Paul WhiteleyPaul Whiteley points out that there is no evidence that supports the argument that STEM subjects provide an additional boost to growth on top of investments in universities in general. Despite higher than average enrolment in sciences, for instance, Britain has lower average rates of growth. More strikingly, Britain under-invests in higher education relative to other countries. Since it plays a key role in stimulating growth, this is a very unwise policy in the long run.

The chart below shows student enrolments in higher education in three subject areas in the OECD or advanced industrial countries in 2010, with Britain and the United States identified separately. The data refer to the percentage of students enrolled in higher education who study science, engineering and also social science, business and law. The latter category is rather broad but the UNESCO data does not allow a finer distinction to be made between these subjects. The data are very relevant to the debate about the importance of science and technology as opposed to the arts, humanities and social science in stimulating investment and growth in Britain.

Whiteley fig 1

 

 

 

 

 

 

 

Source: UNESCO.

The conventional wisdom, shared by politicians from all major parties, is that science and engineering have a unique role in promoting economic growth and therefore Britain should give these subjects special treatment. The Campaign for Science and Engineering, the chief lobbying organisation for the STEM subjects (science, technology, engineering and mathematics) puts it like this:

Our mission is to raise the political profile of science and engineering. We passionately believe in the economic and cultural importance of scientific and technological education and development, and the vital need for the funding of this research by Government and industry.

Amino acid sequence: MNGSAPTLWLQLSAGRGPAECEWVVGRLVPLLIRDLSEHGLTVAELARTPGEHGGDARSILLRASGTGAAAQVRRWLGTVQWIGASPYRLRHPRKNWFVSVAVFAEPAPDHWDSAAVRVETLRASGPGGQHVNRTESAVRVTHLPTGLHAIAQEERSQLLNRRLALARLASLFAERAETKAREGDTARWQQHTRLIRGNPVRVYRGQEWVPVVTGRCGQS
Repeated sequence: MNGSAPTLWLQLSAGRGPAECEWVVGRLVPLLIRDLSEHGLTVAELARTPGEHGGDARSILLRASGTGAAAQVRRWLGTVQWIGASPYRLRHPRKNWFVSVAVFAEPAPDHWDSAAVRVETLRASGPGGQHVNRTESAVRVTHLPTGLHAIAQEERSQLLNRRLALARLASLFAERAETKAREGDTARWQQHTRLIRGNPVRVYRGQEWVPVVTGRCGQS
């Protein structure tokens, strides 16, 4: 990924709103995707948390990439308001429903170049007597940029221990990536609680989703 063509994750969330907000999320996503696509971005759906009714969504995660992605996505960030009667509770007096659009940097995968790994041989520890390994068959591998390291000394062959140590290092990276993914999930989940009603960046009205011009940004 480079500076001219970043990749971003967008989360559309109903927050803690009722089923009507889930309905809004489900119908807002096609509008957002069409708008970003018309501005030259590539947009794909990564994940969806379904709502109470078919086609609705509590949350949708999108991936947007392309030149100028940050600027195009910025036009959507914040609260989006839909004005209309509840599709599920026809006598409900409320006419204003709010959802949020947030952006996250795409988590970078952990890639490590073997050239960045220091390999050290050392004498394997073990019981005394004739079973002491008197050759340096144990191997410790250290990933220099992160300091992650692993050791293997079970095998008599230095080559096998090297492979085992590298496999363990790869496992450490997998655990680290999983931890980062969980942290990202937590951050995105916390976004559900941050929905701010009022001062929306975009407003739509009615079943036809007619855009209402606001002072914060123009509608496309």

Their lobbying has been highly effective, since it persuaded the coalition government to exempt the STEM subjects when it decided to withdraw all financial support for teaching in universities, effectively privatising this aspect of their activities.

Do the STEM subjects stimulate growth? The answer is no more than any of the other subjects taught in universities. I have argued elsewhere that higher education makes a considerable contribution to economic growth in countries like Britain, but there is no evidence to suggest that the STEM subjects provide an additional boost to growth on top of investments in universities in general. The chart reinforces this point, since it shows that Britain does not in fact under-invest in science and technology in comparison with our competitors, and if anything the STEM subjects are rather generously treated in this country.

Britain had a larger percentage of students enrolled in science than the average for twenty-six OECD countries in 2010 for which the data is available. It also has a higher enrolment in science and engineering than does the United States, which is commonly regarded as a power house of technological innovation. Despite this, average rates of growth have been lower in Britain than in the OECD countries over the years. If anything the evidence suggests that Britain under-invests in social science, business studies and law in comparison with other OECD countries.